What is the strangest or most inspiring thing you’ve ever eaten?

That’s a tough one… I can’t think of anything too strange that I’ve eaten. At Mission Street Food I once had a dessert that really inspired me. It was a salty oatmeal sandwich cookie with a gooey cream filling served with a glass of chamomile milk. It was so simple, suggestive, and balanced. A perfect end to an intense meal.

What was your favorite breakfast cereal as a kid?

Grape Nuts of course. Still is….

What is your favorite food to pig-out on after the club?

Popcorn. Or Grape Nuts. Or peanut butter by the spoonful. San Francisco needs more places for late night drunk snacks…

Max Newman

Here’s an awesome video about Black Jet Bakery Co.

Colin Kull Eats Out

Colin Kull

Collin Kull has been working at Tartine Bakery & Cafe in the Mission for a little over a year now. He considers himself a jack-of-all-trades at Tartine – but truly loves producing many of the wonderful croissants and cakes that line the pastry case.

I have a soft spot for a few things at Tartine – things that I won’t bother attempting in my kitchen – like their bread, morning buns, banana cream tart, and the Devil’s food cake. You don’t know how many times I’ve wished someone would bring me that damn cake at 10 o’clock at night.  Since settling this year in San Francisco Colin has managed to find his way into my life via Booty Call Wednesdays and other special events. I hope to get a private lesson on how to roll out a nice rich buttery dough from him soon or a special late-night cake delivery.

Colin Kull answers my foodie questionnaire here:

What is your favorite dessert?

I would have to say a Hazelnut Dacquoise. One of my first plated desserts as a pastry chef was this. It is a five layer two bite dessert. Its a japonaise meringue (hazelnut) layered with swiss meringue espresso buttercream and ganache. Finished with a dense coating of cocoa powder and crushed candied hazelnuts. So tasty!

What restaurant would you call your home?

Thats a tough one. I’d have to go between El Castillito on Church & Duboce or Sushi Time which is tucked away in that strange “mall” on Market next to Books Inc. Castillito wins for most frequented due to the closeness to my house and the delicious carne asada burritos. The men definitely know me and my order there. But when I am not chowing down on a burrito I am most likely craving sushi. Sushi Time is such a small intimate hole in the wall. I love that it seats 15 people max. There rolls are delicious and well priced.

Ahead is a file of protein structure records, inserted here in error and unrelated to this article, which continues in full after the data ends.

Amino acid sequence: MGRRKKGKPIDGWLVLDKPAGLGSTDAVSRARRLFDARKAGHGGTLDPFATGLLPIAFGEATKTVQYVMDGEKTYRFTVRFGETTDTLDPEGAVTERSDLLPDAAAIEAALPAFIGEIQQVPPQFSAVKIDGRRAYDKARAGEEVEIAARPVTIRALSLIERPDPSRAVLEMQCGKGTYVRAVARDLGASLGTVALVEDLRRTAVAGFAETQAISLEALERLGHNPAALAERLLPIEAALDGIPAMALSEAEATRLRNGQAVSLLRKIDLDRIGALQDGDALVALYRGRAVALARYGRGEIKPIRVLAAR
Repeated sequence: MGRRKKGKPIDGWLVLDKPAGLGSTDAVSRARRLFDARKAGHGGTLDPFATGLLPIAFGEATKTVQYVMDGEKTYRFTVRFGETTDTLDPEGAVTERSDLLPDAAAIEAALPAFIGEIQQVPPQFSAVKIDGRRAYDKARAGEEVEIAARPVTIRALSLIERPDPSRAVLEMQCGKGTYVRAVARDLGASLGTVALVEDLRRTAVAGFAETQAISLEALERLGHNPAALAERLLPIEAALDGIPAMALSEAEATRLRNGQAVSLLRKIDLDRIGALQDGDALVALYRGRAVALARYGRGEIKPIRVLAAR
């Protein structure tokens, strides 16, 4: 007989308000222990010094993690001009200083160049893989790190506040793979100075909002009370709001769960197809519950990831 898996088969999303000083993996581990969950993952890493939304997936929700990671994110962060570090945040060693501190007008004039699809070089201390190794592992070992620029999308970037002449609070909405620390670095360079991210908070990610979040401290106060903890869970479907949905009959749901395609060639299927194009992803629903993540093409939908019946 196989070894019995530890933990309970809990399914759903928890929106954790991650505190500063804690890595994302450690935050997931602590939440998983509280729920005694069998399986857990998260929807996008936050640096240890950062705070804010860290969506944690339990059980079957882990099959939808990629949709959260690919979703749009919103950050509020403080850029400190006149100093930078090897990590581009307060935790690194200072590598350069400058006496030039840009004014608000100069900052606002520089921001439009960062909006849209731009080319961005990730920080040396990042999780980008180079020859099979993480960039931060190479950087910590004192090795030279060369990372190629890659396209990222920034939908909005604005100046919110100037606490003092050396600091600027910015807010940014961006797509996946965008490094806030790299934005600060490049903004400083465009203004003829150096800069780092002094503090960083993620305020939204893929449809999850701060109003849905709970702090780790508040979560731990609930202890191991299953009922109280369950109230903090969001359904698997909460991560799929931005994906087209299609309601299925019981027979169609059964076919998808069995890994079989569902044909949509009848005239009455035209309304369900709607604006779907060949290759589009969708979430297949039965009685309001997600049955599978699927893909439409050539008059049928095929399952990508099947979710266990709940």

What is the strangest or most inspiring thing you’ve ever eaten?

When I was living in Italy we had to castrate pigs one day and…well, for lunch that day we fried up the testicles and everyone around the table tried it. The actual flavor and texture wasn’t terrible, but psychologically it was rough on us. Some of the older Italian men could not believe that we would eat such a thing. That was definitely more strange than inspiring.

What was your favorite breakfast cereal as a kid?
Peanut Butter Captain Crunch! I used to eat it by the handful. No milk!

What is your favorite food to pig-out on after the club?

I seem to end up at CyBelles more often than not eating their greasy, meaty, delicious pizza!

When I was a kid this was my favorite soup that my mom made. No one else in my family loved it as much as we did. And she’d always make fresh tortilla’s to go along with it. Albóndigas is Spanish for “meatballs,” and sopa de albóndigas is Mexican meatballs in a bowlful of hot broth. It’s great comfort food and a great way to warm up a cold day.

Sopa de Albondiagas

1 tablespoon long-grain rice
½ pound ground pork
½ pound ground beef
1 egg
1/8-teaspoon ground cumin